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Davidson Property Advocates

15 William Street Cremorne 3121 Victoria Australia

Opposing Economic Metrics Create a Big Question Mark

How has the year started?

As we begin the new year, fresh figures are showing Australian home values still falling albeit at a slightly slower rate than December 2022. Values dropped 8.4% between May of last year and January 2023, according to CoreLogic. The fall is similar to the housing downturn between 2017 and 2019, when home values fell 8.38%.

Confusing matters, this downturn is happening at the same time new residential listing numbers are lower than usual. Normally, after the workforce returns from holiday mode in mid-late January, we see a significant seasonal upswing. In the month to January 8, the volume of new listings was almost 25% less than this time last year, while total advertised supply was 2.9% lower than at the same time last year.

Why? Sellers are taking the wait and see approach.

Coming into 2023, we expected the first half of the year to be ripe with buyer opportunity. So what happened?

These are the economic metrics that need to be considered:

  • Annual inflation is at 7.8%, the highest annual CPI increase since 1990, ABS December figures show. It has come in under the anticipated 8% though
  • The RBA is predicted to begin making cash rate cuts later this year, says Morningstar CIO
  • Rates are expected to rise again before they come back, as seen on February 7th
  • Despite record price falls, CoreLogic's national Home Value Index (HVI) fell -1.0% in January, the smallest month-on-month decline since June 2022
  • Rents are still rising in most capital cities and regional areas with vacancy rates low
  • Consumer earnings dropped in the September quarter by 12.4%
  • The unemployment rate remains low at 3.5%

Micro Market View

Low stock persists

Early indicators are pointing to a continuation in the relatively mild flow of new listings to the market, at least over the coming weeks. Pre-listing activity by real estate agents across CoreLogic's RP Data platform is -15.3% lower over the first 22 days of the month compared with the same period a year ago. This suggests homeowners considering a sale of their property are still reluctant to take action during the current downturn, hoping for an improvement in selling conditions in the months to follow.

Current housing supply includes surplus stock from December, along with passed in properties. As the share of old listings increases nationwide, quality or A-grade housing stock, in particular, remain in short supply.

SQM Research recorded 6,210 dwellings as having sold under distressed conditions in 2022. This remained well down on pre-Covid levels of approximately 13,000 dwellings. In Melbourne, old listings (on the market for over 180 days) increased by 27% throughout 2022.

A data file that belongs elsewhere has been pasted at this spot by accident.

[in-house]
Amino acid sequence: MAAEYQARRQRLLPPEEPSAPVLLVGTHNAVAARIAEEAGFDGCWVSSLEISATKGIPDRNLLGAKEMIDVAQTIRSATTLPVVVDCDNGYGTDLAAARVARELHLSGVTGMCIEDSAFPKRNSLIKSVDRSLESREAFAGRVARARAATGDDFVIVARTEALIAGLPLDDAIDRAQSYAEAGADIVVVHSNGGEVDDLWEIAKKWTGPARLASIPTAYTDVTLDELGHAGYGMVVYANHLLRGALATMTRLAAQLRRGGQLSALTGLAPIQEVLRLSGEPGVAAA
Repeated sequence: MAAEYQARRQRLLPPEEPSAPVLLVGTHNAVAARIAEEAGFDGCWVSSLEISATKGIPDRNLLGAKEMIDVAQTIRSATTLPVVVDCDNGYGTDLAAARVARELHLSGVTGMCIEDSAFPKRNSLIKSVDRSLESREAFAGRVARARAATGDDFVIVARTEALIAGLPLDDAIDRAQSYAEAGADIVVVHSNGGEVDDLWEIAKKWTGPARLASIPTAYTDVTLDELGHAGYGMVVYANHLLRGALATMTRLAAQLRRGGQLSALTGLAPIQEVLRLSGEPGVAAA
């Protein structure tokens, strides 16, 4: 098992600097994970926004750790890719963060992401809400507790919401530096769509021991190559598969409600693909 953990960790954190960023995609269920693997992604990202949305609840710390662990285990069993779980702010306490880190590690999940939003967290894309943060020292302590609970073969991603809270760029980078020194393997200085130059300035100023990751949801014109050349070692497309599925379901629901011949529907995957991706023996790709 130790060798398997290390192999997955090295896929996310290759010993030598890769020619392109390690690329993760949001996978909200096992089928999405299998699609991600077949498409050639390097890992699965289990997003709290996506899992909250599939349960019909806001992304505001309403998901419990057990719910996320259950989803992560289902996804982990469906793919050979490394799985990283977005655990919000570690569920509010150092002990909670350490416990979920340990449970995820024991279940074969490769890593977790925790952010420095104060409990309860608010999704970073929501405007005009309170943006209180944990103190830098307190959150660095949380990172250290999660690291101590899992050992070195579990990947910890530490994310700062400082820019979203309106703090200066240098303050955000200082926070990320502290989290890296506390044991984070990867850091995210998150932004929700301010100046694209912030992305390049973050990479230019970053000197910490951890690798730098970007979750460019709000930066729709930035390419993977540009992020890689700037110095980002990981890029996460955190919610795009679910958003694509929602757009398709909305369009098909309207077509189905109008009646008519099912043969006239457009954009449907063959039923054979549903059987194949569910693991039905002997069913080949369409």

Source: SQM Research
Source: SQM Research

The good news for investors, though, is that the tighter supply of new listings could put a floor under property price falls. According to SQM Research Director Louis Christopher, the "calamitous predictions" of a housing crash this year are unlikely to play out until we see a major surge on distressed listings activity.

The hard data and broader economic and geopolitical factors tell one story, but how things are playing out at a grassroots level may be another.

Agents attending open for inspections over the last three Saturdays are seeing how quickly A-grade properties are being snapped up and are getting a feel for market sentiment.

Properties that had little buyer engagement in December are suddenly selling - and selling quickly. Last Saturday alone, two inspected properties sold in 24 hours. Numbers at open for inspections are unusually high. One property had 40 groups at an inspection, despite a similar property severely struggling in the December quarter.

And last weekend a Malvern East property had 36 groups through, while one in South Yarra drew 40 groups, yet a similar property struggled last November.

There is roughly a two-week lag in the release of data to get a firm picture of how the market is performing. On top of that, January is really only half a month to report on, given the market is still getting into gear on the back of holiday season.

But currently, we are seeing good properties sell well and buyers are using time as their number one negotiating tool. They are making quick, clear decisions and expediting their due diligence when it comes to their purchase.

Source: CoreLogic Home Value Index
Source: CoreLogic Home Value Index

Macro Outlook

Significant events in 2022 such as the war in Ukraine, continued pandemic challenges and, of course, the election of a new federal government in Australia, all have repercussions for consumer confidence and the national economy, and the consequences have played out in real estate values.